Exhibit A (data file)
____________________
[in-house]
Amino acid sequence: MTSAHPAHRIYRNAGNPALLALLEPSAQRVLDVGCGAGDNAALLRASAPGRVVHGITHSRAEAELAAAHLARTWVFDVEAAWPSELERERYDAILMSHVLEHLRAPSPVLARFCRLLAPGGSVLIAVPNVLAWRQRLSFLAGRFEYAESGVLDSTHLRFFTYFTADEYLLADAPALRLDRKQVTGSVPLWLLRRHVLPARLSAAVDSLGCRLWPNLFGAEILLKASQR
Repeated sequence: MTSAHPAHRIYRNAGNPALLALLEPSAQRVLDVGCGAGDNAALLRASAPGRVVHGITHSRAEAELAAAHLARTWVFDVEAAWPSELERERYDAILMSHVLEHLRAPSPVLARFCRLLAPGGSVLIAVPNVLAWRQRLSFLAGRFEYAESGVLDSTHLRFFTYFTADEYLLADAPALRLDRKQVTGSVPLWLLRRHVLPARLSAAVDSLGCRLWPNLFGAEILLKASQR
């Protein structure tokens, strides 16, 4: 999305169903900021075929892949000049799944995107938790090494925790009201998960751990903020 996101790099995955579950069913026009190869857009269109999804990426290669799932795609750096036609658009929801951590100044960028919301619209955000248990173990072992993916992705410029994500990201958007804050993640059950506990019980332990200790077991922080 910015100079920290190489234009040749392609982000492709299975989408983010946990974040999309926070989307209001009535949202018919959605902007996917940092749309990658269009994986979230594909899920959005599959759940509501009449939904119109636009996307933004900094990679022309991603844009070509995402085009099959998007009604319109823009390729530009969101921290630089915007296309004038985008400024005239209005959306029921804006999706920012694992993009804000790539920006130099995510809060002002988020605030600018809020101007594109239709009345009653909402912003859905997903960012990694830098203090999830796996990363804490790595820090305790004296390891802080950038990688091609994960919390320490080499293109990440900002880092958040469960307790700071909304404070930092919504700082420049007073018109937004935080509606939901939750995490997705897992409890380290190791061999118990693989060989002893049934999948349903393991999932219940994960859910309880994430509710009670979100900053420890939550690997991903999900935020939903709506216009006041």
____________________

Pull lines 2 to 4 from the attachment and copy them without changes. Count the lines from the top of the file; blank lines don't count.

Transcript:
Amino acid sequence: MTSAHPAHRIYRNAGNPALLALLEPSAQRVLDVGCGAGDNAALLRASAPGRVVHGITHSRAEAELAAAHLARTWVFDVEAAWPSELERERYDAILMSHVLEHLRAPSPVLARFCRLLAPGGSVLIAVPNVLAWRQRLSFLAGRFEYAESGVLDSTHLRFFTYFTADEYLLADAPALRLDRKQVTGSVPLWLLRRHVLPARLSAAVDSLGCRLWPNLFGAEILLKASQR
Repeated sequence: MTSAHPAHRIYRNAGNPALLALLEPSAQRVLDVGCGAGDNAALLRASAPGRVVHGITHSRAEAELAAAHLARTWVFDVEAAWPSELERERYDAILMSHVLEHLRAPSPVLARFCRLLAPGGSVLIAVPNVLAWRQRLSFLAGRFEYAESGVLDSTHLRFFTYFTADEYLLADAPALRLDRKQVTGSVPLWLLRRHVLPARLSAAVDSLGCRLWPNLFGAEILLKASQR
């Protein structure tokens, strides 16, 4: 999305169903900021075929892949000049799944995107938790090494925790009201998960751990903020 996101790099995955579950069913026009190869857009269109999804990426290669799932795609750096036609658009929801951590100044960028919301619209955000248990173990072992993916992705410029994500990201958007804050993640059950506990019980332990200790077991922080 910015100079920290190489234009040749392609982000492709299975989408983010946990974040999309926070989307209001009535949202018919959605902007996917940092749309990658269009994986979230594909899920959005599959759940509501009449939904119109636009996307933004900094990679022309991603844009070509995402085009099959998007009604319109823009390729530009969101921290630089915007296309004038985008400024005239209005959306029921804006999706920012694992993009804000790539920006130099995510809060002002988020605030600018809020101007594109239709009345009653909402912003859905997903960012990694830098203090999830796996990363804490790595820090305790004296390891802080950038990688091609994960919390320490080499293109990440900002880092958040469960307790700071909304404070930092919504700082420049007073018109937004935080509606939901939750995490997705897992409890380290190791061999118990693989060989002893049934999948349903393991999932219940994960859910309880994430509710009670979100900053420890939550690997991903999900935020939903709506216009006041």